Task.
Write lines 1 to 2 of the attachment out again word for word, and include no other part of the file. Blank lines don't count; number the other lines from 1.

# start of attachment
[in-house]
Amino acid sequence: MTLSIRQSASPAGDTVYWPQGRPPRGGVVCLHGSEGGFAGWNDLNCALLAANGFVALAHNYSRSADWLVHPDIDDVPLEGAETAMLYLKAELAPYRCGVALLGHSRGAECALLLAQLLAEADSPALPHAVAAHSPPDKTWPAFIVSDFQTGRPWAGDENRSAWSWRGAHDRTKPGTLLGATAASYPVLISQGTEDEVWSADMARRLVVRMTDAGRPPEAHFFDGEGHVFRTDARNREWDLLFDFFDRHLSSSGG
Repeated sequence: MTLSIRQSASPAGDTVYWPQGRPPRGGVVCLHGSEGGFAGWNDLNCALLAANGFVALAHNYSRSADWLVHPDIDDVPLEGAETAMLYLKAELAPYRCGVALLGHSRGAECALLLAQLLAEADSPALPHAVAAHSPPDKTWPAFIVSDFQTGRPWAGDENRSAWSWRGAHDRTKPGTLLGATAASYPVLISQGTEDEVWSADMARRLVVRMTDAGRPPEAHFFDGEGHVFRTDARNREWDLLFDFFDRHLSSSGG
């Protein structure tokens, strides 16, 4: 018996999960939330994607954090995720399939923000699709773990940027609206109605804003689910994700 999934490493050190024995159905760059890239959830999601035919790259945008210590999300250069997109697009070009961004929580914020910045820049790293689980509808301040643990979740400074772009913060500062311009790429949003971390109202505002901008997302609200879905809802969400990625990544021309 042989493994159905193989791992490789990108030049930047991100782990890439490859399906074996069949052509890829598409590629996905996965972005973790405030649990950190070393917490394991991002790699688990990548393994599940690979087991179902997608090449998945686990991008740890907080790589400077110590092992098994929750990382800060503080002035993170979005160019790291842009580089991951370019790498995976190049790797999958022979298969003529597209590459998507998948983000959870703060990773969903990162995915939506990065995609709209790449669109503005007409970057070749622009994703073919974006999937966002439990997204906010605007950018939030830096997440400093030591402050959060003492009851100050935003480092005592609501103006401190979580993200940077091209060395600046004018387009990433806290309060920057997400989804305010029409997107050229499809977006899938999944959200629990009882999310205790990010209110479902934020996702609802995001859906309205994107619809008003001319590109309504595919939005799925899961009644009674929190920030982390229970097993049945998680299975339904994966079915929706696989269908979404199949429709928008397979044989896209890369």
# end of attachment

[in-house]
Amino acid sequence: MTLSIRQSASPAGDTVYWPQGRPPRGGVVCLHGSEGGFAGWNDLNCALLAANGFVALAHNYSRSADWLVHPDIDDVPLEGAETAMLYLKAELAPYRCGVALLGHSRGAECALLLAQLLAEADSPALPHAVAAHSPPDKTWPAFIVSDFQTGRPWAGDENRSAWSWRGAHDRTKPGTLLGATAASYPVLISQGTEDEVWSADMARRLVVRMTDAGRPPEAHFFDGEGHVFRTDARNREWDLLFDFFDRHLSSSGG